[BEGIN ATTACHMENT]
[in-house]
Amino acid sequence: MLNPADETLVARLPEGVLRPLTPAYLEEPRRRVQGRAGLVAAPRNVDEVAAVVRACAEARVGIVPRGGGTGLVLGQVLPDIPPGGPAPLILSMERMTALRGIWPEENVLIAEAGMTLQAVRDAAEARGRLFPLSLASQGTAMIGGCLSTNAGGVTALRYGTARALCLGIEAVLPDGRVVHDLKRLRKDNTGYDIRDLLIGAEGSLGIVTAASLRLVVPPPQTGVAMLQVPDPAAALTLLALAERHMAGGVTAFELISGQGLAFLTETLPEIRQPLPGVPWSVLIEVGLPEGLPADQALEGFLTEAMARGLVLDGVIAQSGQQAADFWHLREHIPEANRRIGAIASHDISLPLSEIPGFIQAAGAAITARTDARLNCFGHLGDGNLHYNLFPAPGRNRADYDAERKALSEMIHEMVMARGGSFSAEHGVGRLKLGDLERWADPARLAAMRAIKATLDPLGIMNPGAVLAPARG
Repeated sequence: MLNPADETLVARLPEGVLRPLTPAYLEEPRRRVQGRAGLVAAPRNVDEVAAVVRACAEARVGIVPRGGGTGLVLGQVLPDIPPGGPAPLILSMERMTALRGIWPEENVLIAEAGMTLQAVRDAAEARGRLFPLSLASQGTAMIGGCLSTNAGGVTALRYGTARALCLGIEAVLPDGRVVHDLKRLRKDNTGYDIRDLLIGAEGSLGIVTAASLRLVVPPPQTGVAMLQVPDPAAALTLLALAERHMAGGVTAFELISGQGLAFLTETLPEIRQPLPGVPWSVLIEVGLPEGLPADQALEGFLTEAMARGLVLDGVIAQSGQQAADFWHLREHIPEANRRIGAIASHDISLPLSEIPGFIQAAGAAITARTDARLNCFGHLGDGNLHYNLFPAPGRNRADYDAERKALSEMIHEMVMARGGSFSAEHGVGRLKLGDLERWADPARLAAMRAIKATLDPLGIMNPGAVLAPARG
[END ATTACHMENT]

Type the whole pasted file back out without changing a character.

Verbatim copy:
[in-house]
Amino acid sequence: MLNPADETLVARLPEGVLRPLTPAYLEEPRRRVQGRAGLVAAPRNVDEVAAVVRACAEARVGIVPRGGGTGLVLGQVLPDIPPGGPAPLILSMERMTALRGIWPEENVLIAEAGMTLQAVRDAAEARGRLFPLSLASQGTAMIGGCLSTNAGGVTALRYGTARALCLGIEAVLPDGRVVHDLKRLRKDNTGYDIRDLLIGAEGSLGIVTAASLRLVVPPPQTGVAMLQVPDPAAALTLLALAERHMAGGVTAFELISGQGLAFLTETLPEIRQPLPGVPWSVLIEVGLPEGLPADQALEGFLTEAMARGLVLDGVIAQSGQQAADFWHLREHIPEANRRIGAIASHDISLPLSEIPGFIQAAGAAITARTDARLNCFGHLGDGNLHYNLFPAPGRNRADYDAERKALSEMIHEMVMARGGSFSAEHGVGRLKLGDLERWADPARLAAMRAIKATLDPLGIMNPGAVLAPARG
Repeated sequence: MLNPADETLVARLPEGVLRPLTPAYLEEPRRRVQGRAGLVAAPRNVDEVAAVVRACAEARVGIVPRGGGTGLVLGQVLPDIPPGGPAPLILSMERMTALRGIWPEENVLIAEAGMTLQAVRDAAEARGRLFPLSLASQGTAMIGGCLSTNAGGVTALRYGTARALCLGIEAVLPDGRVVHDLKRLRKDNTGYDIRDLLIGAEGSLGIVTAASLRLVVPPPQTGVAMLQVPDPAAALTLLALAERHMAGGVTAFELISGQGLAFLTETLPEIRQPLPGVPWSVLIEVGLPEGLPADQALEGFLTEAMARGLVLDGVIAQSGQQAADFWHLREHIPEANRRIGAIASHDISLPLSEIPGFIQAAGAAITARTDARLNCFGHLGDGNLHYNLFPAPGRNRADYDAERKALSEMIHEMVMARGGSFSAEHGVGRLKLGDLERWADPARLAAMRAIKATLDPLGIMNPGAVLAPARG